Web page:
“[The shows’] overall mes­sage of empowering yourself, and all this stuff happens that no one knows about are the rea­sons I do [it],” said LeBlanc.

The play has mandatory monologues that have to be a part of each performance. Then there are optional mono­logues that can be put into the play. Each year at Springfield, the cast has at least one mem­ber write an original piece and perform it. This year, three cast members co-wrote a piece and will perform it Thursday.

Although The Vagina Monologues follows a strict order, this cast is still able to make this year’s ver­sion of the play memorable. “I feel like this year we want­ed to concentrate more on each girl trying to find something out of the monologue,” said LeBlanc, an athletic training major, “whether it’s self-em­powerment or accepting what they have gone through.”

The cast was finalized dur­ing the first semester and like always, a steady group of re­turners and newcomers make up the 2012 ensemble.

Vanessa Rosario, who is currently a graduate student, is now in her third year perform­ing in the production.

Rosario, a member of the track and field team, had friends who also took part in it and when she decided to join three years ago, she quickly learned how impactful The Va­gina Monologues can be.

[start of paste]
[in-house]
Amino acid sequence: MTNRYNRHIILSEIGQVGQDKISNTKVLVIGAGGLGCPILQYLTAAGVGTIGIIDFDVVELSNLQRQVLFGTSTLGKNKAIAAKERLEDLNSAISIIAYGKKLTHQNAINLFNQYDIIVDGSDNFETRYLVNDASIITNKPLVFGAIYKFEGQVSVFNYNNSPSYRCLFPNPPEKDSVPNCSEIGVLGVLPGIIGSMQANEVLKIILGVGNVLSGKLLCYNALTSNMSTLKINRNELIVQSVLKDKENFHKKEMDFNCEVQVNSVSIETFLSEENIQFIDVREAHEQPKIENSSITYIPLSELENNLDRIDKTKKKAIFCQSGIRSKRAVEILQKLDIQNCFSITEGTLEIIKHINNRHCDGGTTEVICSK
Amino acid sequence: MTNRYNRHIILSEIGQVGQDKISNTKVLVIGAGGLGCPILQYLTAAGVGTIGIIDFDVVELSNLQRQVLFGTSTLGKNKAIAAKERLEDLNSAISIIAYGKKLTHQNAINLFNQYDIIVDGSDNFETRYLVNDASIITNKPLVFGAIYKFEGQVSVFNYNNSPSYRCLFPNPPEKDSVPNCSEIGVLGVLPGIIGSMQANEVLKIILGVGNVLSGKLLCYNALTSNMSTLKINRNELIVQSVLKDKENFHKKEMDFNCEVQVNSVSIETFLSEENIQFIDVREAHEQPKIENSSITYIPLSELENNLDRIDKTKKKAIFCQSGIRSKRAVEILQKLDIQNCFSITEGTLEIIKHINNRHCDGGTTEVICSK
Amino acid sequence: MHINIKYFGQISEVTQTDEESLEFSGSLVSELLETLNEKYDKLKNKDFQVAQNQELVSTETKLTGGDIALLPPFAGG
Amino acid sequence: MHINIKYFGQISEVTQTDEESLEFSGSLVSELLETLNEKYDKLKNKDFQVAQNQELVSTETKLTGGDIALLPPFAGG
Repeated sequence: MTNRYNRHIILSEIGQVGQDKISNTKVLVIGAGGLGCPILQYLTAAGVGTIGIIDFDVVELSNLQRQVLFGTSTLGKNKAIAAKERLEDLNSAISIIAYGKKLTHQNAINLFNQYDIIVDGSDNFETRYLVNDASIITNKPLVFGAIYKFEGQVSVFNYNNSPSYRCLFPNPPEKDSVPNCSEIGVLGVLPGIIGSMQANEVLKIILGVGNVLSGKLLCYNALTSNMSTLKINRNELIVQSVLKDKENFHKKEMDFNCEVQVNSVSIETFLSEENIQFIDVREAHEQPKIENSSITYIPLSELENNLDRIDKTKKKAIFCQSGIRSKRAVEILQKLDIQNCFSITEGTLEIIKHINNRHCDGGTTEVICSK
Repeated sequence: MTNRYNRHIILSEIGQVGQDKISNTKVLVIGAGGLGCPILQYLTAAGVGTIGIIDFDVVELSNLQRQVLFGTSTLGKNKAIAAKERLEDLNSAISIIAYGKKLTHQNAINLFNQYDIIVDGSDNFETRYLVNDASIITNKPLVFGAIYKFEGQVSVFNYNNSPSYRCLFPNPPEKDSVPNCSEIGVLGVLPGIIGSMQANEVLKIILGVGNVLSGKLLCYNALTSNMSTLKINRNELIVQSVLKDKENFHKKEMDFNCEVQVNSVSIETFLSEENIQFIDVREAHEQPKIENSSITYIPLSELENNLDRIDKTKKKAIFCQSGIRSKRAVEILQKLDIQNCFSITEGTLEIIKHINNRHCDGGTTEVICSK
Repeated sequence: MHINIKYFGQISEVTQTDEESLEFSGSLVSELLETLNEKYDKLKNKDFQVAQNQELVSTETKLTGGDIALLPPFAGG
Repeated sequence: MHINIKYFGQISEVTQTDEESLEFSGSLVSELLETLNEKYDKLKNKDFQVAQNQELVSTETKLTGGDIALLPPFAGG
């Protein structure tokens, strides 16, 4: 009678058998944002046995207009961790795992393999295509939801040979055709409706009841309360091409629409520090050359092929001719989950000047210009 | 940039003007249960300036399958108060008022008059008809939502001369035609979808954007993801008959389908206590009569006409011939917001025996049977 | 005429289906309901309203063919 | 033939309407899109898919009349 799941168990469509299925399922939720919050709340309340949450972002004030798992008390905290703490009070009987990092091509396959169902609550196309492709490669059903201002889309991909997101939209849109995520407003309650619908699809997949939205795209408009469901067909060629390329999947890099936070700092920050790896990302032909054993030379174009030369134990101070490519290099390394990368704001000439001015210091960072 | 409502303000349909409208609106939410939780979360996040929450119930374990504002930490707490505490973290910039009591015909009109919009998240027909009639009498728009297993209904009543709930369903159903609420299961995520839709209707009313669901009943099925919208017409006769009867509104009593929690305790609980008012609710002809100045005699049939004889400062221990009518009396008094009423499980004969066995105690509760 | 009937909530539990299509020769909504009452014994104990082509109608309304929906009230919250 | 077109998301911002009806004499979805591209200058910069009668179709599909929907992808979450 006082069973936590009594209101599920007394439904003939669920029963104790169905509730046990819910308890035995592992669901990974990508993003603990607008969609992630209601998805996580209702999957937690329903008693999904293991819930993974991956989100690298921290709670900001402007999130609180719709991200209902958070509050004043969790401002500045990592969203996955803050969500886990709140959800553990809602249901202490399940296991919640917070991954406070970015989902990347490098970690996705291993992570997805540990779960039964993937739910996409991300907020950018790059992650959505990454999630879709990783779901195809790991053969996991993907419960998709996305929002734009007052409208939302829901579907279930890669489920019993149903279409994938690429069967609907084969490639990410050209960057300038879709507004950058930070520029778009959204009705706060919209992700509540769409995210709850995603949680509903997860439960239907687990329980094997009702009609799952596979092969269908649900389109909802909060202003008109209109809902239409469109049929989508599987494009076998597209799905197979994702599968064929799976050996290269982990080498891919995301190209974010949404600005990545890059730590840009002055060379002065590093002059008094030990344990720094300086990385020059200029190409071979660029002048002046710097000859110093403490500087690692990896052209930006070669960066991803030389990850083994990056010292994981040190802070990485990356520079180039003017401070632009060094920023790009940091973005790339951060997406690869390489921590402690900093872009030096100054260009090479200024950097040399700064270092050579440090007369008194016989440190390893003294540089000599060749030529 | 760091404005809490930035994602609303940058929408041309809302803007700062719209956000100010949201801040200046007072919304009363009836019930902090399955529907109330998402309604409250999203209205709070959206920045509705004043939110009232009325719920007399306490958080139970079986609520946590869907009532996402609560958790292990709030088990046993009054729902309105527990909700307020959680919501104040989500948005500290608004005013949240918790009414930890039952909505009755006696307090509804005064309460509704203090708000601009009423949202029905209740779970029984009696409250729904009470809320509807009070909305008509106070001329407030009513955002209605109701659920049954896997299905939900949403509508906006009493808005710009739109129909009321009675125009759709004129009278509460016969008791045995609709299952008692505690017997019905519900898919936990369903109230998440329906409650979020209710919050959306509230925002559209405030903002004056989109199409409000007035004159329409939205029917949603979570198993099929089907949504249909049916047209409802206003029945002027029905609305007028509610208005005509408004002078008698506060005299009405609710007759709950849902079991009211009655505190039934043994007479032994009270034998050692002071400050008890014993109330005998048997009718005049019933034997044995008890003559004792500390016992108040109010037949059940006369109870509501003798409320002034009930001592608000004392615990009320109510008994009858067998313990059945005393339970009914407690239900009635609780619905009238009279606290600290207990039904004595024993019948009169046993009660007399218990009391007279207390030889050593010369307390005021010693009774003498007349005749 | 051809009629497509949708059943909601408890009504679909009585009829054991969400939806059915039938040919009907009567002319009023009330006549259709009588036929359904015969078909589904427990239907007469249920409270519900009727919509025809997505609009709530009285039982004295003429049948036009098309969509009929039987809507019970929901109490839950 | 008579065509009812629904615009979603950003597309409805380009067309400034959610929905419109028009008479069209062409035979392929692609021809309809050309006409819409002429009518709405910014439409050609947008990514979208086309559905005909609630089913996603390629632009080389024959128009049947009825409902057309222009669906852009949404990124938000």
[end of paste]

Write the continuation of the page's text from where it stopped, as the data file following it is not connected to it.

“As I’ve learned the mean­ing, I’ve joined it for different reasons,” said Rosario.

Through her experiences on stage, she has used the mes­sage from the play to impact those closest to her.

“My sister was physically abused by her boyfriend and she’s always felt the need to have a man around, so joining this and hearing my message would be for her,” said Rosario, who had her sister in atten­dance last year.

Freshman Sarah Higgins is the only first-year member of the 2012 rendition of The Va­gina Monologues, but she has been impacted much longer.

Higgins remembers watch­ing her sister Katelyn perform during her time at Springfield College. Instantaneously, Hig­gins knew she would one day take part in this herself.